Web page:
Elvis purrs the lyrics beautifully, the production is intimate and, well, pretty much perfect. The Jordanaires, often overused, make for the perfect vocal accompaniment. Hal Blaine is the drummer here, and the session drummer went on to become one of the most in-demand session drummers, playing with the Beach Boys and Simon and Garfunkel, among others. The lyrics hint that Elvis is perhaps involved in an illicit relationship (‘Shall I stay?/Would it be a sin?’), but ultimately it doesn’t matter – he’s surrendering to his emotions (‘Take my whole life too’… ‘Some things are meant to be’).     However, in Blue Hawaii, the song features in a scene in which he presents his love interest’s grandmother with a music box for her birthday. This version starts with the music box as the backing, before transforming to the single version.

It soon became apparent this was one of Elvis’s best songs, and Can’t Help Falling in Love became the finale of his live shows in the late 60s and 70s. It lost some of its magic though, as it was played faster than the intimate original recording. It came the last song Elvis performed on TV, closing his 1977 special, Elvis in Concert, and the last song he ever performed, at Market Square Arena in Indianapolis on 26 June that year. Less than two months later, he was dead.

In 1993 it topped the charts once more, via a rubbish reggae-lite cover by UB40. More on that another time. For me, the best use of this song came at the hands of Jason Pierce’s space-rockers Spiritualized. He added it to the end of the title track to his strung-out free-jazz, gospel and psychedelic masterpiece, Ladies and Gentlemen We Are Floating in Space in 1997, mixing it in amongst Pachalbel’s Canon and lyrics of obsessed love, to astounding affect. Unfortunately, the Presley estate objected (perhaps due to the drug overtones of the album?) and blocked the use after the earliest pressings. Pierce was forced to re-record the track, adding his own lyrics, which he now claims to prefer (there’s not a lot in it, but I prefer the original). However, in 2009 Pierce planned to release a deluxe edition of the album, and permission was granted to return the ‘Elvis mix’ to the start of the album, providing he rename the track Ladies and Gentlemen We Are Floating in Space (I Can’t Help Falling in Love). This seems a bit rich, considering Peretti, Creatore and Weiss borrowed so much of the melody in the first place, but that’s the music business for you.

Elvis’s tenth stint at number 1 lasted a month. On 26 February, the Irish Republican Army officially called off its Border Campaign in Northern Ireland, calling to a halt its attempt to halt British rule and unite Ireland. On 15 March, the Orpington by-election marked the start of the Liberal Party’s revival when Eric Lubbock caused an upset by defeating expected winner, Conservative Peter Goldman.

Written by:

Rock-A-Hula Baby (“Twist” Special): Ben Weisman, Fred Wise & Dolores Fuller/Can’t Help Falling in Love: Hugo Peretti, Luigi Creatore & George David Weiss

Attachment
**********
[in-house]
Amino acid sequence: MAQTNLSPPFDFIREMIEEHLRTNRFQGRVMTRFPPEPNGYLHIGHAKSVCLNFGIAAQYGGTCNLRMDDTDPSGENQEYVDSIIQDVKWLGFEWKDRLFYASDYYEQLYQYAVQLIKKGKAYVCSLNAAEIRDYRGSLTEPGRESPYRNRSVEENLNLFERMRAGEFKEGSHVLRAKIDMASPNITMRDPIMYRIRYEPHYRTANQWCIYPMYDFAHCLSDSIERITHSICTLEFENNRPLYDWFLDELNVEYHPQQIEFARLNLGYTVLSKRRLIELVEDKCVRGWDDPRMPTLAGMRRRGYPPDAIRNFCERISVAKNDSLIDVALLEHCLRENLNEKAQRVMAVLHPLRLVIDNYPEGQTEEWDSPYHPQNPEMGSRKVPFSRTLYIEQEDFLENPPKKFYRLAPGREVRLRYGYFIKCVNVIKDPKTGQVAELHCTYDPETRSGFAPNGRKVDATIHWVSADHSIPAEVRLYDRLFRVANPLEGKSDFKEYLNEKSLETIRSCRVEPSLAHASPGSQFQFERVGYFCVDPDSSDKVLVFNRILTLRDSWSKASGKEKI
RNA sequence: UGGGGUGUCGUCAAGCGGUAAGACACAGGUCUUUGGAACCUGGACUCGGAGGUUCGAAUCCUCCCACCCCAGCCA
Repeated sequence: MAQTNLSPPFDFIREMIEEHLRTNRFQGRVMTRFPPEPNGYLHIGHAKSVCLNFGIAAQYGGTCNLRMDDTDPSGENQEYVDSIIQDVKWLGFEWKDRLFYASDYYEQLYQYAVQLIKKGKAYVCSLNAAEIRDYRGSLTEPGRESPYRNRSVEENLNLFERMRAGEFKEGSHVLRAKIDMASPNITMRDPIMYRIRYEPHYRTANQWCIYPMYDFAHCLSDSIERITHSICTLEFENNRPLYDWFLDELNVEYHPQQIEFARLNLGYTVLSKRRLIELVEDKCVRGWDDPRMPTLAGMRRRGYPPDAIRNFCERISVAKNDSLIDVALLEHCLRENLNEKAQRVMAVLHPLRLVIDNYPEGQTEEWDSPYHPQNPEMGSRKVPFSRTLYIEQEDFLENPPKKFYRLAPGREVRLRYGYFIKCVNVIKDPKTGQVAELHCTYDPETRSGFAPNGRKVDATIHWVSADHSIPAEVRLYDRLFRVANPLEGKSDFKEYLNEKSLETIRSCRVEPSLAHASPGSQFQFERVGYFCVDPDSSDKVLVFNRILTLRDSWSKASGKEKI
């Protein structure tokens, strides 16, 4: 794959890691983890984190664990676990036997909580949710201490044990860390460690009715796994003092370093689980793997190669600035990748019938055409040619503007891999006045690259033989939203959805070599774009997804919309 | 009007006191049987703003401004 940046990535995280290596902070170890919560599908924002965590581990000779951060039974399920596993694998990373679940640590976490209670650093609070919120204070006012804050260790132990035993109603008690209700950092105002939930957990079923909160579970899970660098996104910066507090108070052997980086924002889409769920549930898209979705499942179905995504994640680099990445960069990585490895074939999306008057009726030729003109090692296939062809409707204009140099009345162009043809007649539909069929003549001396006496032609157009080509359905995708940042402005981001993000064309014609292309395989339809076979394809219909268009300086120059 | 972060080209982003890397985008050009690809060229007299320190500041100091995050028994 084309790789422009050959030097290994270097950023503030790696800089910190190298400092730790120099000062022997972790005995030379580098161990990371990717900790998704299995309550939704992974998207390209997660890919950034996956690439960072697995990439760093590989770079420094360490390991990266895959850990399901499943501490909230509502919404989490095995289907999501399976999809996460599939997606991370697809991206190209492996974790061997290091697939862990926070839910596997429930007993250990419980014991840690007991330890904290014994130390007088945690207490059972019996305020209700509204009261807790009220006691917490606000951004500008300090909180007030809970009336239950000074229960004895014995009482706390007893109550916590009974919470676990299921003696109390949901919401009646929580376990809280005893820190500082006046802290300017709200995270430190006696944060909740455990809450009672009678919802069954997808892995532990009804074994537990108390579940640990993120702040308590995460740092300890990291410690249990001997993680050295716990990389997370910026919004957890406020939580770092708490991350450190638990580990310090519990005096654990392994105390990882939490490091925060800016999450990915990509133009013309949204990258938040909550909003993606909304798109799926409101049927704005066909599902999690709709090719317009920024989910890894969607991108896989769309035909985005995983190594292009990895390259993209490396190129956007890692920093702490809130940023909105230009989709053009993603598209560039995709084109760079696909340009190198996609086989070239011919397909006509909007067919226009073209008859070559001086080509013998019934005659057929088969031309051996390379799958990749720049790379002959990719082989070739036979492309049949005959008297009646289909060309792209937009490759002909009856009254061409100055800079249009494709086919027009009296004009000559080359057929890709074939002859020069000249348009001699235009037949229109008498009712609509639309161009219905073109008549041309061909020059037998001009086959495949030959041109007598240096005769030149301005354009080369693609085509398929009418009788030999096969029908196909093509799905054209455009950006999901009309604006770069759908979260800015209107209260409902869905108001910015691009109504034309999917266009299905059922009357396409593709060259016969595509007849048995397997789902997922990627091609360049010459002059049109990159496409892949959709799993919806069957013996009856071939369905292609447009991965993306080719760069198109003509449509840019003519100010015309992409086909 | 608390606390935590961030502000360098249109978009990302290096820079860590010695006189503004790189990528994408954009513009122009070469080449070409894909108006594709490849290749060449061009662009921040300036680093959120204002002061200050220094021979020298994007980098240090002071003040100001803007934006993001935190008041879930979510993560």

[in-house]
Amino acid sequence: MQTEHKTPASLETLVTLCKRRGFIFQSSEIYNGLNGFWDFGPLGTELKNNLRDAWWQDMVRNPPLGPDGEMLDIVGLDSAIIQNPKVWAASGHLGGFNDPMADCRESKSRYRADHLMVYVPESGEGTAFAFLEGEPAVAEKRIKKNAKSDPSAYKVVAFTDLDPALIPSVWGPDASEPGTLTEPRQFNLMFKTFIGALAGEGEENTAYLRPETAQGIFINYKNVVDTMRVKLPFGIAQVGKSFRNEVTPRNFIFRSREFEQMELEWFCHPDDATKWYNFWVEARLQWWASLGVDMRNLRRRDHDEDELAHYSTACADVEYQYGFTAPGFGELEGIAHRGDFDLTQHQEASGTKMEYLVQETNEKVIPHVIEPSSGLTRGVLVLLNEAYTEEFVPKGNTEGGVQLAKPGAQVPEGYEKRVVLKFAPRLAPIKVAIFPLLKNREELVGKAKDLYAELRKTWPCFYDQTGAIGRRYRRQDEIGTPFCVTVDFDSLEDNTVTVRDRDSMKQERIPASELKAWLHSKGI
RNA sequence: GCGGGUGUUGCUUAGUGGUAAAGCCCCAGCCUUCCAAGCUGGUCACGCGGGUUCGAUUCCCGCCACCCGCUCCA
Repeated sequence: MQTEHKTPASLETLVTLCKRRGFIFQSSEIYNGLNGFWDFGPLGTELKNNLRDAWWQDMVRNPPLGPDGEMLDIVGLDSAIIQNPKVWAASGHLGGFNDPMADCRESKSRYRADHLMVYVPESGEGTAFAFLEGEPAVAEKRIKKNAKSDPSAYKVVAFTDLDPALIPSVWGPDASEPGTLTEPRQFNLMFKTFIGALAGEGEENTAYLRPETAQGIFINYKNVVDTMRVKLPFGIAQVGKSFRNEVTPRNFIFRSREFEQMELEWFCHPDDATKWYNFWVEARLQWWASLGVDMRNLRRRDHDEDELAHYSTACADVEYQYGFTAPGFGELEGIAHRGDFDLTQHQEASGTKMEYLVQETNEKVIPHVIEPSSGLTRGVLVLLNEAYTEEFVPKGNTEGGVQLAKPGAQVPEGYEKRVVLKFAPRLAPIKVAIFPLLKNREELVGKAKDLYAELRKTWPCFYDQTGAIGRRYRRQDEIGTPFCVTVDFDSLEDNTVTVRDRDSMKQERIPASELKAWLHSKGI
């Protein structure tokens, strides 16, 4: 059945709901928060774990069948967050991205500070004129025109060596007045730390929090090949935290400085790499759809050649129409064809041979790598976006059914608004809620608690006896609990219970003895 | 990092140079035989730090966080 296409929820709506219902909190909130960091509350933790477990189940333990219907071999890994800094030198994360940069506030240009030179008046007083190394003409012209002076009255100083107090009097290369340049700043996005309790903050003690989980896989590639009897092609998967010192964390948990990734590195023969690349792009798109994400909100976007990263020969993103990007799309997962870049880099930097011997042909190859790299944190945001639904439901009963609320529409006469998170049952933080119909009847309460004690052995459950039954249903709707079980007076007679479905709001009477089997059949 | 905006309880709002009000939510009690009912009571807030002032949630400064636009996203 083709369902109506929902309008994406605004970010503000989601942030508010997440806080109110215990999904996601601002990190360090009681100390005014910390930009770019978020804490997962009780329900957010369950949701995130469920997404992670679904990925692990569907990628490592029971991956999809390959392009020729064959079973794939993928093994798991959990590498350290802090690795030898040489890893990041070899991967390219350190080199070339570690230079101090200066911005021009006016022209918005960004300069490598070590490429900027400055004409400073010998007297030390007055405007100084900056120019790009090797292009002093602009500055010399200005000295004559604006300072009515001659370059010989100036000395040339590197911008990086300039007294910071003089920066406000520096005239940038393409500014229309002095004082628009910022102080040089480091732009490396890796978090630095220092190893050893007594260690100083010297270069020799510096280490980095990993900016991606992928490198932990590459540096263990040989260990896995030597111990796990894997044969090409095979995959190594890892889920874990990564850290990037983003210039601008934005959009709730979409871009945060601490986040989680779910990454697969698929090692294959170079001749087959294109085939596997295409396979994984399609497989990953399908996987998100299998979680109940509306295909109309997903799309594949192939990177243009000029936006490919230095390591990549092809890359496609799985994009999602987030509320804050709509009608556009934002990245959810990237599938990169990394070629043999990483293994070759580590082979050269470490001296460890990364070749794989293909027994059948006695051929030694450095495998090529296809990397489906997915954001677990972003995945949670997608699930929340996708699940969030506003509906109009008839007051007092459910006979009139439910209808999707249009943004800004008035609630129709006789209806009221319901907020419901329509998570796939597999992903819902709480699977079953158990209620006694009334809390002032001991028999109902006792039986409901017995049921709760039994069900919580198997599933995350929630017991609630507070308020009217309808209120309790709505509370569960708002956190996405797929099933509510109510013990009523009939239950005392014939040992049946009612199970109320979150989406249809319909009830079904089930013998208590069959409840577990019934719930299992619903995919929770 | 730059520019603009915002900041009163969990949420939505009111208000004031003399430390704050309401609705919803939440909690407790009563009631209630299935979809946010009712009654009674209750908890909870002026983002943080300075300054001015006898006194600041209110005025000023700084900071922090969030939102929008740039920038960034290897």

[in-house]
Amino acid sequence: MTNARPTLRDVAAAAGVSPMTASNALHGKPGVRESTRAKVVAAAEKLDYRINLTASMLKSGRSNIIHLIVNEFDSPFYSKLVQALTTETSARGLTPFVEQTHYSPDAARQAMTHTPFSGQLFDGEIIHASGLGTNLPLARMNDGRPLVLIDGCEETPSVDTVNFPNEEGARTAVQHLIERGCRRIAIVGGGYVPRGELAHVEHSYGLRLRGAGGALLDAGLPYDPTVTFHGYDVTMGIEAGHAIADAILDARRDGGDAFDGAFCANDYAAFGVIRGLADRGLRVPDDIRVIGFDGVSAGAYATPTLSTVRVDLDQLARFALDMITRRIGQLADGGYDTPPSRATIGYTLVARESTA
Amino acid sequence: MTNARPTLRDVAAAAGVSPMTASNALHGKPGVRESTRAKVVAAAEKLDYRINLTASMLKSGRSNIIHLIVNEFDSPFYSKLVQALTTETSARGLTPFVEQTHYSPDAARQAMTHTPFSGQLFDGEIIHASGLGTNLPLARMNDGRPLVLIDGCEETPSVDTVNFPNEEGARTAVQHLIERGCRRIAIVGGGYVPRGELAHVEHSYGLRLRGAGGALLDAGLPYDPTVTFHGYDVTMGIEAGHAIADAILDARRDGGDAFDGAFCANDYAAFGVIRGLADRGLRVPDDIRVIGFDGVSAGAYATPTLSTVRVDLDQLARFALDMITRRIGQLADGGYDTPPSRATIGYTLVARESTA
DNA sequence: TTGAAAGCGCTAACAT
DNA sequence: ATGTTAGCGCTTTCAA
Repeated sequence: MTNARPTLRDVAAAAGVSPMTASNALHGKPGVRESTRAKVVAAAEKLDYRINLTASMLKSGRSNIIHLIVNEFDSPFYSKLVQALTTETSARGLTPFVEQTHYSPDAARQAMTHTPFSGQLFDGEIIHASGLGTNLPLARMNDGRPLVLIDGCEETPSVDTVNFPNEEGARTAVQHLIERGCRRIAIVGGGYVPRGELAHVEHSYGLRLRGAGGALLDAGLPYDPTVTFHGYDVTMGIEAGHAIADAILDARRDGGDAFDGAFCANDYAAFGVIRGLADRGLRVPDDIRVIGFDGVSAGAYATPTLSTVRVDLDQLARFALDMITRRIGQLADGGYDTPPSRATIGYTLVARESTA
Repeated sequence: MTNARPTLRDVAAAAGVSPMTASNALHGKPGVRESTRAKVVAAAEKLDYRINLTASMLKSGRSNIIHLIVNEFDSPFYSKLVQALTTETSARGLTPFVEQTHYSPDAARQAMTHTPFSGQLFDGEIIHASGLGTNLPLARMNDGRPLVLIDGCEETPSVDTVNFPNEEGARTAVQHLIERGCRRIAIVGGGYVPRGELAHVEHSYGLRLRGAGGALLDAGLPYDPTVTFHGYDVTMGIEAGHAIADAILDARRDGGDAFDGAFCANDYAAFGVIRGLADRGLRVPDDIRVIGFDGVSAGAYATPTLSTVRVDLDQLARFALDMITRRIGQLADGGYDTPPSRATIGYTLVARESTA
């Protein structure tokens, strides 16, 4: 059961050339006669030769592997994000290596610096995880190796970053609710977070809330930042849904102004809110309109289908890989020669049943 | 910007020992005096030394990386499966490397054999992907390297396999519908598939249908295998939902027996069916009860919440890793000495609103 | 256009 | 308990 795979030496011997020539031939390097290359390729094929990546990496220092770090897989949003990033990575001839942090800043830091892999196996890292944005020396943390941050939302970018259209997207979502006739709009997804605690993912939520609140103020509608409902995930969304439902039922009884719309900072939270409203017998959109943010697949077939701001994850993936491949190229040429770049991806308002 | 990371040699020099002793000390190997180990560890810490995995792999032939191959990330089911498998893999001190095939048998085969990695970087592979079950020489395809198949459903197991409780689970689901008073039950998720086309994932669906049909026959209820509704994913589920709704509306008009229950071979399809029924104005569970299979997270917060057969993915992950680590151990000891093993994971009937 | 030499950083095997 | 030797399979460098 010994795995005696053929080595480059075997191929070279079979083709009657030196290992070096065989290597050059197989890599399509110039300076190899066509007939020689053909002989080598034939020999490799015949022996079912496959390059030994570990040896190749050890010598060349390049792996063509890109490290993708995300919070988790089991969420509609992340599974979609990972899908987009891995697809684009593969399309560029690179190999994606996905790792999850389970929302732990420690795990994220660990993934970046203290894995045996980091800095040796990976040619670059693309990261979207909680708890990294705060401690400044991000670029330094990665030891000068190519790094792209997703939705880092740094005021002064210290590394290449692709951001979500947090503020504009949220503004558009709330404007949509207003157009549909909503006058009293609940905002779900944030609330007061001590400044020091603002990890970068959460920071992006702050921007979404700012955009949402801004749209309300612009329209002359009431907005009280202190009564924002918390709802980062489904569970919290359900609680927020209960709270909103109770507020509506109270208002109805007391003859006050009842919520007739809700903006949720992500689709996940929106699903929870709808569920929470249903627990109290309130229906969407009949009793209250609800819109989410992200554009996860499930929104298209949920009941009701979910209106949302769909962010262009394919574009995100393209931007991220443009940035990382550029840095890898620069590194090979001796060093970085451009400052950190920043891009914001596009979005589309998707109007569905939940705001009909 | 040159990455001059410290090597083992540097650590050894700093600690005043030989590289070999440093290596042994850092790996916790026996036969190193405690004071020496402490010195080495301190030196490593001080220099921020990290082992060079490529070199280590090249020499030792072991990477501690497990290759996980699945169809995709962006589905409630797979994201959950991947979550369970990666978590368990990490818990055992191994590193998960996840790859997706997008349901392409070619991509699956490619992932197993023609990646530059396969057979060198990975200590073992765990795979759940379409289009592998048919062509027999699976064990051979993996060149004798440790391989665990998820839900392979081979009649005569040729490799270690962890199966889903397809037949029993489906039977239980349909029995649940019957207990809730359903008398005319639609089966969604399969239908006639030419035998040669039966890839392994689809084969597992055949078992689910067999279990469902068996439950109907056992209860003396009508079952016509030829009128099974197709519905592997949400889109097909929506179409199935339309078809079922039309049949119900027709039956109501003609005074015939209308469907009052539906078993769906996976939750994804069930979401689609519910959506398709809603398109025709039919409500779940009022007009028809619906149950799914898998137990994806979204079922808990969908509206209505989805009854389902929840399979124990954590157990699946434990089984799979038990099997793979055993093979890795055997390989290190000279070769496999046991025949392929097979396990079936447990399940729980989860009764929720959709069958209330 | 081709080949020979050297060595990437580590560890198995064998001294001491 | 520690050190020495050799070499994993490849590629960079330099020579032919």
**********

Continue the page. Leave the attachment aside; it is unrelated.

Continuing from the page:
Producer: Steve Sholes

Weeks at number 1: 4 (22 February-21 March)

Births:

Novelist John Lanchester – 25 February 
Comic book artist Simon Bisley – 4 March 
Altered Images singer Clare Grogan – 17 March 

132. Cliff Richard and the Shadows – The Young Ones (1962)

31d5082db217182c02b73b7af0f59a86.jpg

Exactly a year to the day since Cliff had last held the top spot in the singles chart, the boy wonder scored his fifth number 1 with one of his most memorable songs. The Young Ones was the title track to his latest film, released at the end of 1960. After aping Elvis with his music, Cliff’s management had decided he should also become a movie star, and this was his third feature film.

The musical revolved around his character Nicky, an aspiring singer whose youth club was threatened by the millionaire property developer Hamilton Black (Robert Morley), who planned to replace the youth club with an office block. The youth club members decide to put on a show to save the club, but guess what? Nicky is Hamilton’s son! Families, eh? In the end, Hamilton is so proud of his son’s burgeoning success, he decides to join the young ones singing and dancing on stage. Lovely. The cast also featured Carole Gray as Cliff’s romantic interest, and the Shadows were also on board, although it was decided they weren’t very good at acting, so they were relegated to non-speaking roles, and Hank Marvin and Jet Harris’s roles were taken by future sitcom stars Richard O’Sullivan (Man About the House) and Melvyn Hayes (It Ain’t Half Hot Mum).

The film’s title track was written by Sid Tepper and Roy C Bennett, who were behind the group’s second number 1, Travellin’ Light. They also had experience in writing for Presley’s films. The Young Ones is a pretty successful attempt at defining the spirit of teenagers, which let’s not forget were still a pretty new concept back in 1962. Some critics take exception with Norrie Paramor’s strings, and I can see their point. He certainly was guilty of over-egging things when producing (see Walkin’ Back to Happiness) at times. However, I feel the arrangement works and adds to the air of wistfulness in the lyrics. As is often the case, the star of the show is Hank Marvin, who provides yet another memorable guitar line. Although Cliff was adored, I do wonder how successful he would have been in the early years without such a great guitarist behind him. Incidentally, the drummer on the soundtrack is Tony Meehan, who by the time of this release was no longer with the Shadows – he had been replaced by Brian Bennett.